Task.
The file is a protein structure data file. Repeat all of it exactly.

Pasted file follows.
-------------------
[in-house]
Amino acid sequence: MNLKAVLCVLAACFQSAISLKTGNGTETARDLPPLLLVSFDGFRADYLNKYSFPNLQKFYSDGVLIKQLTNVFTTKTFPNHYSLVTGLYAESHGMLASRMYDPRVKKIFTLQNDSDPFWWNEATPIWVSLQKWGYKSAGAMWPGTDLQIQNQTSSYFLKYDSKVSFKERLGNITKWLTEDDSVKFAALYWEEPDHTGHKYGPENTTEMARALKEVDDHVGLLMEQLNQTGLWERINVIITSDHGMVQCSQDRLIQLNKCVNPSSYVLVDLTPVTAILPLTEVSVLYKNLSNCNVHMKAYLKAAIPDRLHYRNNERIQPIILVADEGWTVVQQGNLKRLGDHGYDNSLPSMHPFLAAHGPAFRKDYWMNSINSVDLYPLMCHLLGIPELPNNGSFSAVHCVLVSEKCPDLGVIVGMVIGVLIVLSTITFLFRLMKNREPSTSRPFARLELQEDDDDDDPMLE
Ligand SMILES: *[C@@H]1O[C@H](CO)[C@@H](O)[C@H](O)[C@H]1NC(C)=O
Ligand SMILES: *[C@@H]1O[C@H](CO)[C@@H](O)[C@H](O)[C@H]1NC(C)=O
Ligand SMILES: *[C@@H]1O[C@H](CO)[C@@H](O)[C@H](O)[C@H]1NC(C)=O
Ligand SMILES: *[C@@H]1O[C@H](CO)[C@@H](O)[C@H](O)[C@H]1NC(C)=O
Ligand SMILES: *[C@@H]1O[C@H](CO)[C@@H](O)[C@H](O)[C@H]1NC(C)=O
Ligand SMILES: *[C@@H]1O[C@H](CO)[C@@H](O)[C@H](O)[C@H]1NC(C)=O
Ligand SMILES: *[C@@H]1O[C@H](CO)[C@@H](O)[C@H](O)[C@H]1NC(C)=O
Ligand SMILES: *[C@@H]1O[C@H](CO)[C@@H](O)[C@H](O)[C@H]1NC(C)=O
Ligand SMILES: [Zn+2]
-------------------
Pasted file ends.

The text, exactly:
[in-house]
Amino acid sequence: MNLKAVLCVLAACFQSAISLKTGNGTETARDLPPLLLVSFDGFRADYLNKYSFPNLQKFYSDGVLIKQLTNVFTTKTFPNHYSLVTGLYAESHGMLASRMYDPRVKKIFTLQNDSDPFWWNEATPIWVSLQKWGYKSAGAMWPGTDLQIQNQTSSYFLKYDSKVSFKERLGNITKWLTEDDSVKFAALYWEEPDHTGHKYGPENTTEMARALKEVDDHVGLLMEQLNQTGLWERINVIITSDHGMVQCSQDRLIQLNKCVNPSSYVLVDLTPVTAILPLTEVSVLYKNLSNCNVHMKAYLKAAIPDRLHYRNNERIQPIILVADEGWTVVQQGNLKRLGDHGYDNSLPSMHPFLAAHGPAFRKDYWMNSINSVDLYPLMCHLLGIPELPNNGSFSAVHCVLVSEKCPDLGVIVGMVIGVLIVLSTITFLFRLMKNREPSTSRPFARLELQEDDDDDDPMLE
Ligand SMILES: *[C@@H]1O[C@H](CO)[C@@H](O)[C@H](O)[C@H]1NC(C)=O
Ligand SMILES: *[C@@H]1O[C@H](CO)[C@@H](O)[C@H](O)[C@H]1NC(C)=O
Ligand SMILES: *[C@@H]1O[C@H](CO)[C@@H](O)[C@H](O)[C@H]1NC(C)=O
Ligand SMILES: *[C@@H]1O[C@H](CO)[C@@H](O)[C@H](O)[C@H]1NC(C)=O
Ligand SMILES: *[C@@H]1O[C@H](CO)[C@@H](O)[C@H](O)[C@H]1NC(C)=O
Ligand SMILES: *[C@@H]1O[C@H](CO)[C@@H](O)[C@H](O)[C@H]1NC(C)=O
Ligand SMILES: *[C@@H]1O[C@H](CO)[C@@H](O)[C@H](O)[C@H]1NC(C)=O
Ligand SMILES: *[C@@H]1O[C@H](CO)[C@@H](O)[C@H](O)[C@H]1NC(C)=O
Ligand SMILES: [Zn+2]